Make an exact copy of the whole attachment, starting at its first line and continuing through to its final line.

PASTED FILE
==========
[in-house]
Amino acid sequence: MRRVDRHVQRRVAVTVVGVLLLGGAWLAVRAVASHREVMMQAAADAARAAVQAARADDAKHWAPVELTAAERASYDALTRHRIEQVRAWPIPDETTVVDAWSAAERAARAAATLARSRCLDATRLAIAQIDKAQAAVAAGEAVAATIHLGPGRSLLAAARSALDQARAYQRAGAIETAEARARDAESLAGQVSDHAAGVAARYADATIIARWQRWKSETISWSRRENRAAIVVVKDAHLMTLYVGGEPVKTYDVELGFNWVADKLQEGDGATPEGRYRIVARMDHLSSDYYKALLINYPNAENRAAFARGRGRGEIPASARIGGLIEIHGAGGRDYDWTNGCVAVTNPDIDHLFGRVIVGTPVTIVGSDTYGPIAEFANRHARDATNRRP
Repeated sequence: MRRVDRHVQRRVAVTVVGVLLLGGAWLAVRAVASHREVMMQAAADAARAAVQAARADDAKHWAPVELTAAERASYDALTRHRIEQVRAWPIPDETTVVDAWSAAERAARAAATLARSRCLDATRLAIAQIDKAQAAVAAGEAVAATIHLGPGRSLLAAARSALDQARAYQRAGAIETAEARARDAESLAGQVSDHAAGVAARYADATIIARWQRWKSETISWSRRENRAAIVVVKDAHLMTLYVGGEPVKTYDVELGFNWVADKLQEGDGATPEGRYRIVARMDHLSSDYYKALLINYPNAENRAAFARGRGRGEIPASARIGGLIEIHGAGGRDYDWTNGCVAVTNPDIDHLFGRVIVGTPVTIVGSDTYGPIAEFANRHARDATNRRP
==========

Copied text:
[in-house]
Amino acid sequence: MRRVDRHVQRRVAVTVVGVLLLGGAWLAVRAVASHREVMMQAAADAARAAVQAARADDAKHWAPVELTAAERASYDALTRHRIEQVRAWPIPDETTVVDAWSAAERAARAAATLARSRCLDATRLAIAQIDKAQAAVAAGEAVAATIHLGPGRSLLAAARSALDQARAYQRAGAIETAEARARDAESLAGQVSDHAAGVAARYADATIIARWQRWKSETISWSRRENRAAIVVVKDAHLMTLYVGGEPVKTYDVELGFNWVADKLQEGDGATPEGRYRIVARMDHLSSDYYKALLINYPNAENRAAFARGRGRGEIPASARIGGLIEIHGAGGRDYDWTNGCVAVTNPDIDHLFGRVIVGTPVTIVGSDTYGPIAEFANRHARDATNRRP
Repeated sequence: MRRVDRHVQRRVAVTVVGVLLLGGAWLAVRAVASHREVMMQAAADAARAAVQAARADDAKHWAPVELTAAERASYDALTRHRIEQVRAWPIPDETTVVDAWSAAERAARAAATLARSRCLDATRLAIAQIDKAQAAVAAGEAVAATIHLGPGRSLLAAARSALDQARAYQRAGAIETAEARARDAESLAGQVSDHAAGVAARYADATIIARWQRWKSETISWSRRENRAAIVVVKDAHLMTLYVGGEPVKTYDVELGFNWVADKLQEGDGATPEGRYRIVARMDHLSSDYYKALLINYPNAENRAAFARGRGRGEIPASARIGGLIEIHGAGGRDYDWTNGCVAVTNPDIDHLFGRVIVGTPVTIVGSDTYGPIAEFANRHARDATNRRP